I've never done a mini-review before. I've always given each book my time and attention. But December has been the busiest time of the month. I'm always eight to twelve books behind. And I'm trying to post in the order I'm reading them. So that by the time I post a review, I read it anywhere from one to two-and-a-half weeks ago. So that isn't helping me out any. I'm always more at a loss of words when it's been that long.
The next two books are books I've read for Cybils. None of them are "bad" necessarily. But on a few of them we just didn't click that well. Call it moody reading if you want.
First up, So Not The Drama by Paula Chase. I wanted to like this book. I really did want to like it. I won this book in a contest last February or March, I believe. I had it on my Spring Reading Thing Challenge list. I think it even followed me over to the Summer Reading Thing Challenge. But we just never managed to click. I was busy. There was always another book beckoning to me. I wasn't hooked by the prologue or first chapter, etc. When it was nominated for a Cybils, I knew I'd finally get a chance to sit down and read it. The book is about a group of friends. 2 guys, 2 girls. Three African-American, 1 white. The main narrator is Mina. Mina wants one thing, needs one thing: to be popular, to sit at the popular kids' table. She's captain of the junior cheerleading squad. She's popular among other freshman. But high school still takes some getting used to. She's not as popular, not as "it" as she used to be. Her rivals seem fiercer than ever. And her friends seem more distant. (Whether this is because they're drifting or because they're tired of Mina's one-note song is debatable.) Lizzie is Mina's best friend. Lizzie wants to land a role--a real role--in the drama, The Wiz. She wants to be brave enough and good enough to land the role of Dorothy. Lizzie and Mina just aren't getting along. Mina is all "Me, me, me" and Lizzie, well, Lizzie listens patiently as she can as she tries to tell Mina what's going on in her life. But Mina is NOT a good listener. And she's not such a good friend. Mina starts hanging out with some other girls and she doesn't know quite how to make it work. Does she include the girls as part of the original group. Does she try to make Lizzie part of the new bunch? Should she have everyone hang out together or separately? And what if the new doesn't mesh with the old? The parts of So Not The Drama that I enjoyed were the parts not narrated by Mina. That probably sounds harsh, doesn't it. I really liked Lizzie. I liked the chapters on her trying out for the play. I liked the chapters where she had a voice and stood up to Mina. And some of the other characters were okay, but Mina...Mina just annoyed me. She was self-absorbed and popularity-crazed. I just didn't like hanging out with her. The good news? Everyone is different as a reader. While I didn't like Mina as a personality, you may like Mina. You may even love Mina. You might be the kind of reader that loves books about girls striving and obsessing over popularity and finding the right clique and making a real name for yourself. I would so read another book by Paula Chase if Lizzie were the main focus, the main narrator. (Paula, if you're reading and lest you think you're alone. I also dislike the main narrator in Someday This Pain Will Be Useful to You and I detest the main narrator, Jessica, in Megan McCafferty's series...Sloppy Firsts, Second Helpings, Charmed Thirds, etc. Which in many people's opinions would put Mina in first-class society as Someday is getting great buzz as one of the best books of the year and the Megan McCafferty series is hugely popular.)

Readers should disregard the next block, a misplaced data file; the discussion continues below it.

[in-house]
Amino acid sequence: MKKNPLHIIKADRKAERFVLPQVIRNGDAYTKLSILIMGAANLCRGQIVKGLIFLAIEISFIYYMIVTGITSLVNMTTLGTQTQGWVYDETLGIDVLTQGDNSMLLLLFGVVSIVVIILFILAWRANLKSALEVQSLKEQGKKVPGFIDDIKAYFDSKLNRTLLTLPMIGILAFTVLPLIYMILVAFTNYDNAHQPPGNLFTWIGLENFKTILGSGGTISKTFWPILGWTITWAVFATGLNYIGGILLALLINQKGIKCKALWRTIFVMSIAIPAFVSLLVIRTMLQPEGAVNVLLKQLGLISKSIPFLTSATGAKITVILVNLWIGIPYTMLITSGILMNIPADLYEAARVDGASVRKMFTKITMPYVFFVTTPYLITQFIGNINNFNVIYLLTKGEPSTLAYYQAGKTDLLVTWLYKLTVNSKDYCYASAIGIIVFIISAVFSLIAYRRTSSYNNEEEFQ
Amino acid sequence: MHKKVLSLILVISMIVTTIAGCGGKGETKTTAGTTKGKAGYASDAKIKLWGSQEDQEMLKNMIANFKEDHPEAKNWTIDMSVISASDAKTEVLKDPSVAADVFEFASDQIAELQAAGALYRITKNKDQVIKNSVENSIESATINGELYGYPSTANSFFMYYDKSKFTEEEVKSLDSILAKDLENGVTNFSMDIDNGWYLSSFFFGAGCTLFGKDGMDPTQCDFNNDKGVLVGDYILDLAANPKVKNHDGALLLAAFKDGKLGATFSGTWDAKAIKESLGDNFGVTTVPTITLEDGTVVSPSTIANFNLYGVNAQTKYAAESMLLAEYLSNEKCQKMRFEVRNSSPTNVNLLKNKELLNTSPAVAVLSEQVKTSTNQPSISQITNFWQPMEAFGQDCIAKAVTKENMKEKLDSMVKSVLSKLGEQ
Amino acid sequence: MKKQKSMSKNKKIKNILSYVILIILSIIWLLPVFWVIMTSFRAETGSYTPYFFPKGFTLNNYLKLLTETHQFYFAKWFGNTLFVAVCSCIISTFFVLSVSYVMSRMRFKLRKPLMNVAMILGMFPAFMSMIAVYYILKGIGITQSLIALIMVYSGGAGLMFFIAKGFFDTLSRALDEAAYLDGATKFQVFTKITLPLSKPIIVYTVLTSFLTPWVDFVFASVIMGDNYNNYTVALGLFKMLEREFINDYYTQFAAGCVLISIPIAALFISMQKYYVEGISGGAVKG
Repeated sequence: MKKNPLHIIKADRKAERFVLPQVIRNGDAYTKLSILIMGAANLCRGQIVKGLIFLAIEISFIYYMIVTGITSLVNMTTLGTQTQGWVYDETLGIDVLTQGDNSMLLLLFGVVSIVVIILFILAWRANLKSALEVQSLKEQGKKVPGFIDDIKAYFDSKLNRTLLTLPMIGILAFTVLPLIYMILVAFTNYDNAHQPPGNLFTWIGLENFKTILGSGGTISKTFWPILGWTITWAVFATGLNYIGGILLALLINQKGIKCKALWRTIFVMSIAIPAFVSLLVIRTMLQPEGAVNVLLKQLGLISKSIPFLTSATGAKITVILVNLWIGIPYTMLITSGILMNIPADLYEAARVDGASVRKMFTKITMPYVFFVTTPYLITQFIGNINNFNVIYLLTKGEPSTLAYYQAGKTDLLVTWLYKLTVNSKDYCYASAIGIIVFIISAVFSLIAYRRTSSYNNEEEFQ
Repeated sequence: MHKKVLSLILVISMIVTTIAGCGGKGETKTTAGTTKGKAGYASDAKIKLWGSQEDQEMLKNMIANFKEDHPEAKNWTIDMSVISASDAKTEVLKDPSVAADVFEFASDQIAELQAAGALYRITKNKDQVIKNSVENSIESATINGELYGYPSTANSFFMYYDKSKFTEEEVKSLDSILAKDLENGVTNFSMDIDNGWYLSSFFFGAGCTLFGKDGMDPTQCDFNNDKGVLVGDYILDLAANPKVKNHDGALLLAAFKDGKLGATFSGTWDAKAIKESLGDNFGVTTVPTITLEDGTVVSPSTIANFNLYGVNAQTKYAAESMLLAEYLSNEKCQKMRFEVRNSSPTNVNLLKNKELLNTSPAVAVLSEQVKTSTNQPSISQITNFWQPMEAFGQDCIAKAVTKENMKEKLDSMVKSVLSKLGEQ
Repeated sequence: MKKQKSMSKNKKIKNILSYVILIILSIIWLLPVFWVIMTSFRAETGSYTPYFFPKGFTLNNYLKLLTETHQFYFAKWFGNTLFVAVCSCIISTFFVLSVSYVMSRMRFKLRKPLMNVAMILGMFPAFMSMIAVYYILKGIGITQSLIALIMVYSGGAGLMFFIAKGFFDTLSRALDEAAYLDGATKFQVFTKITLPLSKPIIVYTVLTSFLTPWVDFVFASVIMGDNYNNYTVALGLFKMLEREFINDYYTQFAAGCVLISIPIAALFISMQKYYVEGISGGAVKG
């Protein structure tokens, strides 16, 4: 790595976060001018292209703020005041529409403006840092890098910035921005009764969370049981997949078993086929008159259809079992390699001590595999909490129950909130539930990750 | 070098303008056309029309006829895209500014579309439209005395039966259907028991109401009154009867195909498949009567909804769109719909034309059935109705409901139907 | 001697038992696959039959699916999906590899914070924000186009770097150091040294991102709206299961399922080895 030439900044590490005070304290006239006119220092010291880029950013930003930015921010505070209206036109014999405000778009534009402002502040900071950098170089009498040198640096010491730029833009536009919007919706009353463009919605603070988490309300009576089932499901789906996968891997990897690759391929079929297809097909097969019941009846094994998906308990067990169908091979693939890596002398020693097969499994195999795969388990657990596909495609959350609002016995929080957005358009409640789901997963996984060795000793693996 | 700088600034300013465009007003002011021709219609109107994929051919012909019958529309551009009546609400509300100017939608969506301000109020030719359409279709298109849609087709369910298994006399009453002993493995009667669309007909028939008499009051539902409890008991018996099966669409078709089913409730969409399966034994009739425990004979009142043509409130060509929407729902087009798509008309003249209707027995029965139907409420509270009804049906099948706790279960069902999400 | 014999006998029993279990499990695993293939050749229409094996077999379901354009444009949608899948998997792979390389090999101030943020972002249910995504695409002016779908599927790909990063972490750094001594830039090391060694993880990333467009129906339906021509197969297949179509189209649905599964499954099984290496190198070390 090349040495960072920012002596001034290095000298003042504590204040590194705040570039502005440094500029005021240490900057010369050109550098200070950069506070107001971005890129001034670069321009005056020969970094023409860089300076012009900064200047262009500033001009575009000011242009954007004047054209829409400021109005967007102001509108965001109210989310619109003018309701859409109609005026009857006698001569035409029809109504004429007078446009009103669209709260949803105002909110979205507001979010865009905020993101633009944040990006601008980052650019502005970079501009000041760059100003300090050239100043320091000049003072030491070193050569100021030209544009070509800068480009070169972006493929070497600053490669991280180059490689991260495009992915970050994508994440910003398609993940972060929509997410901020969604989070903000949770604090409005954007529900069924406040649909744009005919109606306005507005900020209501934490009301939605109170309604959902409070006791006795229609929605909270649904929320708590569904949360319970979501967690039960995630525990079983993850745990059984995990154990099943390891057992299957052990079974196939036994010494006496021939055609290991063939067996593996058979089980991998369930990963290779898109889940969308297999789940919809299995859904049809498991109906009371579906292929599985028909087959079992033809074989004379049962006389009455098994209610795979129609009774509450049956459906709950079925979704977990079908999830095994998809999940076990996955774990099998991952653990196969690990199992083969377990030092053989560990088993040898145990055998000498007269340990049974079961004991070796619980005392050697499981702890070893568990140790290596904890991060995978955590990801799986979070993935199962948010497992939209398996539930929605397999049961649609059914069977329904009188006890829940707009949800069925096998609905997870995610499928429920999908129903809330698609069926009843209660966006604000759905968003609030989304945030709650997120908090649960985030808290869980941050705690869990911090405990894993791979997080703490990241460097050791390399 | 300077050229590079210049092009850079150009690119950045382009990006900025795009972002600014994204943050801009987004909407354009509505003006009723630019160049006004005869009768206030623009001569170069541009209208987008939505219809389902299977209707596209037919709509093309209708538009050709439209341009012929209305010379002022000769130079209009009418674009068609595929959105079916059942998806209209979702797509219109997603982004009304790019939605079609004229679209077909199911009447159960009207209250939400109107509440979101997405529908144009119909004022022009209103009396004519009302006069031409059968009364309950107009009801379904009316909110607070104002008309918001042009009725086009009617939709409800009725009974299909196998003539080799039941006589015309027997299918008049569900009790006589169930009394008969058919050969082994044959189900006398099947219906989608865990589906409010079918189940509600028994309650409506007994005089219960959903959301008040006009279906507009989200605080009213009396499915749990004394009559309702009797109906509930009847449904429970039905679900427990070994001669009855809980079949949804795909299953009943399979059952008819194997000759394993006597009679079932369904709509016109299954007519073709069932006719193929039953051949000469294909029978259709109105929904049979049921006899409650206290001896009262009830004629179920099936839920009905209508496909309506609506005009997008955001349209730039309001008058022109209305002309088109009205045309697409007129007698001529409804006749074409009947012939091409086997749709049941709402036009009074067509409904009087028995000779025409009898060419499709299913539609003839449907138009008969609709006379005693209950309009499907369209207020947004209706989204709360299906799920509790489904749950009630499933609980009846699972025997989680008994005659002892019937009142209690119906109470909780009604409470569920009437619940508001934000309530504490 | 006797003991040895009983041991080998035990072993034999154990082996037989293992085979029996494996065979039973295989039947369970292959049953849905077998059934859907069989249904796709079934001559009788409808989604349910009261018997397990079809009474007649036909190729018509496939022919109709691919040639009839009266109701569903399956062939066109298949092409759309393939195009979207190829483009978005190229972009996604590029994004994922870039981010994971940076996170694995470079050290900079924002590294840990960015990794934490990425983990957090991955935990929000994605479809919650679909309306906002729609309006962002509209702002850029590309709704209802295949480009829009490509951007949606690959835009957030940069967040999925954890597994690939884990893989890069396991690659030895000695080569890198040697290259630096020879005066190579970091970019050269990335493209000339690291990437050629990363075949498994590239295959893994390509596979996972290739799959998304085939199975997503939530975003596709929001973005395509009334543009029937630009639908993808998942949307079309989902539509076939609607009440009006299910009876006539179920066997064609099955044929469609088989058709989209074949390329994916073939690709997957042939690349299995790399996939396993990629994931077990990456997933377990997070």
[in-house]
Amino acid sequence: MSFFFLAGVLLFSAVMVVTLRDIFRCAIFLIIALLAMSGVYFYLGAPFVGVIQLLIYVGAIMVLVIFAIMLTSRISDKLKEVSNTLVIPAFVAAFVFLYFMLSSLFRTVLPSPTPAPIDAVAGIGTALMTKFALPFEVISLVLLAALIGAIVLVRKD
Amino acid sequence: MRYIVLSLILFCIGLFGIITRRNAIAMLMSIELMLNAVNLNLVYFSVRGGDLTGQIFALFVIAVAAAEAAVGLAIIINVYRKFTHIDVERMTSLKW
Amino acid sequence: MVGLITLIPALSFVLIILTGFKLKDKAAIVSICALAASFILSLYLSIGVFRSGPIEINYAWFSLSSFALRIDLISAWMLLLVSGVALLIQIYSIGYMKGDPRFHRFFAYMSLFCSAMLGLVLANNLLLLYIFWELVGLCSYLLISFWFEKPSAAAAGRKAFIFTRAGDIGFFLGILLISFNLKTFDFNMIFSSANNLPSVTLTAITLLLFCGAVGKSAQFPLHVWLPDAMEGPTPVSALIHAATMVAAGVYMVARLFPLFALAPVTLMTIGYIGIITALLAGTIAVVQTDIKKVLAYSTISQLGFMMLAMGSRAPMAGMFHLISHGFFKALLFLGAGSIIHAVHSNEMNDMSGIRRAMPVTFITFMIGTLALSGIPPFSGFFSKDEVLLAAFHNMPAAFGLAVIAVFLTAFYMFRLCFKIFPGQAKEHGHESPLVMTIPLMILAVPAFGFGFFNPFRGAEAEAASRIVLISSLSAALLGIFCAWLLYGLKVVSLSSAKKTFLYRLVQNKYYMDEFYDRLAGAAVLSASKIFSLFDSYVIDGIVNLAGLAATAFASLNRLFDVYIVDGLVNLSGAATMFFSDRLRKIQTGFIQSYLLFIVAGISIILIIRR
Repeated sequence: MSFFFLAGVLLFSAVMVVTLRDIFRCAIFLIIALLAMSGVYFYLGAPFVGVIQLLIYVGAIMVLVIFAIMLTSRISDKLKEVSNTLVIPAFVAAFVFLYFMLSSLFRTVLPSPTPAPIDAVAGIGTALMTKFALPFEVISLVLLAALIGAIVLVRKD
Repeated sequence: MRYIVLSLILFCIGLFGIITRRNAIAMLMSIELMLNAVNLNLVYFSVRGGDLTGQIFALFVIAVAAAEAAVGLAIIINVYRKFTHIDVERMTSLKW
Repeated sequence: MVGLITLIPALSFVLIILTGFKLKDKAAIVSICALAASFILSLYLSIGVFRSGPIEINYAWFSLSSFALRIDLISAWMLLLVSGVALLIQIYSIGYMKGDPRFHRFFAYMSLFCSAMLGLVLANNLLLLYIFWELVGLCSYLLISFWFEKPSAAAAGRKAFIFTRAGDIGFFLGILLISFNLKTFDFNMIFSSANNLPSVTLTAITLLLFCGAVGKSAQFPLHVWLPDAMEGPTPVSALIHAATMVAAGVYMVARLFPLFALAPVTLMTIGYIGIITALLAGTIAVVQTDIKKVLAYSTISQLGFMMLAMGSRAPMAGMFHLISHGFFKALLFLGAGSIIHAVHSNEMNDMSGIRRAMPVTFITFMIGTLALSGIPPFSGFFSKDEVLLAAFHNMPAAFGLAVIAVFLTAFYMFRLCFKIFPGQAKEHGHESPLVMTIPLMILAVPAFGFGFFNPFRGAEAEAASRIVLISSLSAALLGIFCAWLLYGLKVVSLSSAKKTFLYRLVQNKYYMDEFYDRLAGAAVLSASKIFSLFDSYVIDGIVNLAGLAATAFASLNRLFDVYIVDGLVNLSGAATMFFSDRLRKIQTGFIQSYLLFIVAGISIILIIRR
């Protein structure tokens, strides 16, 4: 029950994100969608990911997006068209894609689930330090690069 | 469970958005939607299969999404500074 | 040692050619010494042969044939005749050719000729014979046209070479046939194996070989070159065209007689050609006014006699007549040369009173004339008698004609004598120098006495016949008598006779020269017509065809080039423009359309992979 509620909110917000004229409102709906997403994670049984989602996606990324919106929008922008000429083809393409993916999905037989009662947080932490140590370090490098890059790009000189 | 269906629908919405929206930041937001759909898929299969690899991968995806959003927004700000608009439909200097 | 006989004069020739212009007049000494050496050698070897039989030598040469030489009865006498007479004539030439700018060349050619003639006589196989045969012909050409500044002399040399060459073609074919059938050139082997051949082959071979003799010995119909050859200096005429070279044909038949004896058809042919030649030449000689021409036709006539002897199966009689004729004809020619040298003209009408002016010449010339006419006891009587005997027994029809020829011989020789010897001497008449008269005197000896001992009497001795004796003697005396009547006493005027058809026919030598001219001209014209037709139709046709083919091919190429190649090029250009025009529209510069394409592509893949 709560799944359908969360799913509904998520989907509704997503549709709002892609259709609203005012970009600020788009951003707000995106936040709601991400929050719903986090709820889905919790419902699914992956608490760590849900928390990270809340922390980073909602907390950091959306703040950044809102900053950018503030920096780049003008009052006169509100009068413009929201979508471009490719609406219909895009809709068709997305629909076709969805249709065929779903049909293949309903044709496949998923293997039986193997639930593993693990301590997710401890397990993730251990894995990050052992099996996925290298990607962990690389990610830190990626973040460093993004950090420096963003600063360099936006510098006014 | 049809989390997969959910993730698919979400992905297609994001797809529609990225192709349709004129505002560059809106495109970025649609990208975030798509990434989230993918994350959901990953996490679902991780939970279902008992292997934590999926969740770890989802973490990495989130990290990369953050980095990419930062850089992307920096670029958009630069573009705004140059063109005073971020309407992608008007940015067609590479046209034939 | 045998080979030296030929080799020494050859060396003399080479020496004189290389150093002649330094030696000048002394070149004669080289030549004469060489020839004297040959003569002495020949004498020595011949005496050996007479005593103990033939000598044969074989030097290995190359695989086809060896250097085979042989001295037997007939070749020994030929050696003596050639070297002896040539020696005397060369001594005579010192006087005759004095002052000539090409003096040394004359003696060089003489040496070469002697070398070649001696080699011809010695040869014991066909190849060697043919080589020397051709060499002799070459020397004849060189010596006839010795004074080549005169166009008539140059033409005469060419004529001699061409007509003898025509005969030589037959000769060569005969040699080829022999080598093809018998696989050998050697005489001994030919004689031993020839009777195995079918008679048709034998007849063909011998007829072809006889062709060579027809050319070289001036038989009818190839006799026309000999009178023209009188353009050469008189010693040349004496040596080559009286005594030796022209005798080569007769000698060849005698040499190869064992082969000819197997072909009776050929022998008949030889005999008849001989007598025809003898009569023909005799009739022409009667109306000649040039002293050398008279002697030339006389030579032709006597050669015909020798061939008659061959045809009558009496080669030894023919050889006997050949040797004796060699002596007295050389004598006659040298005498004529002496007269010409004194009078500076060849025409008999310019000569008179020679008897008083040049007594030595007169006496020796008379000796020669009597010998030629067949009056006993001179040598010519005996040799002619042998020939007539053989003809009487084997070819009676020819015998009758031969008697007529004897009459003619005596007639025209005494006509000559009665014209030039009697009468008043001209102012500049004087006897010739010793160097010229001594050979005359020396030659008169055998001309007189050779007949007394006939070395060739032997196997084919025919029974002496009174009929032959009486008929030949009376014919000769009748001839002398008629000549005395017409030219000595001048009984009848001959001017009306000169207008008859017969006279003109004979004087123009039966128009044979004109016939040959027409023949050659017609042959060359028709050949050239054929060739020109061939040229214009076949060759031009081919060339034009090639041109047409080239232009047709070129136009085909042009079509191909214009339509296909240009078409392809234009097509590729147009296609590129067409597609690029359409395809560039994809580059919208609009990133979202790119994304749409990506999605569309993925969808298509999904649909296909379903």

You might be laughing at me calling these mini-reviews in the first paragraph. Like I could really keep something short and sweet. But with the third review for this post...I hope to be just that. Naomi & Ely's No Kiss List. This one is by Rachel Cohn and David Levithan. I didn't like last years book that they coauthored. I found it too full of profanity and not redemptive enough in the end. I liked bits and pieces of it I did. But it was just too much for me. When the author feels the need to have twenty to thirty f-words in a two page spread...it's just too much. There are other words, people. Hello. We get the point that the kid likes saying that word. Now get on with the plot already. But I was alone in my opinion. I think it was relatively popular. I don't know that it could rival Stephenie Meyer's books in popularity. But it was a successful book. My expectations were low. I didn't know if I'd like it or hate it. But I doubted I would love, love, love it. I'd say I liked it less than the first but for different reasons. This book had less profanity in my opinion. But it didn't have that sparkling, charismatic romance. The book wasn't a proper romance. This wasn't a book where a girl and a boy or (a boy and a boy for that matter) sizzle it up. It lacked chemistry. It lacked sparkle. It tried to give us a bit of it I think. Naomi's boyfriend, Bruce, and Naomi's best gay-guy friend, Ely, share a forbidden kiss. It happened--so they say--quite by chance. Naomi wanted them to be friends so they could hang out altogether. But what happens one day while she's not there...is a secret, forbidden kiss that they both enjoyed a bit too much. Much is predictable in this book. Of course Naomi is in love with her gay best friend. Yes, she's hoping that he'll wake up one day and realize that he's not gay but straight and is madly in love with her. Yes, she's just having fill-in guys be her boyfriend and not getting emotionally involved with anyone because she's saving her heart and her body for a man who doesn't want it. So Naomi is crushed by Ely not Bruce when the truth comes out. I think the reason I didn't like this novel was because it was told from too many different perspectives. It wasn't just two or three or even four. There were strange narrators popping in and out all over the place. There was just too many characters, too many narrators, too many small stories going on, and lack of focus in general. It zoomed in and out and around and fluttered around all over the place--busy as a bee going from flower to flower--but in the end I didn't care for many of the characters or the stories they told. The one thing I loved about the first book was largely missing from the second.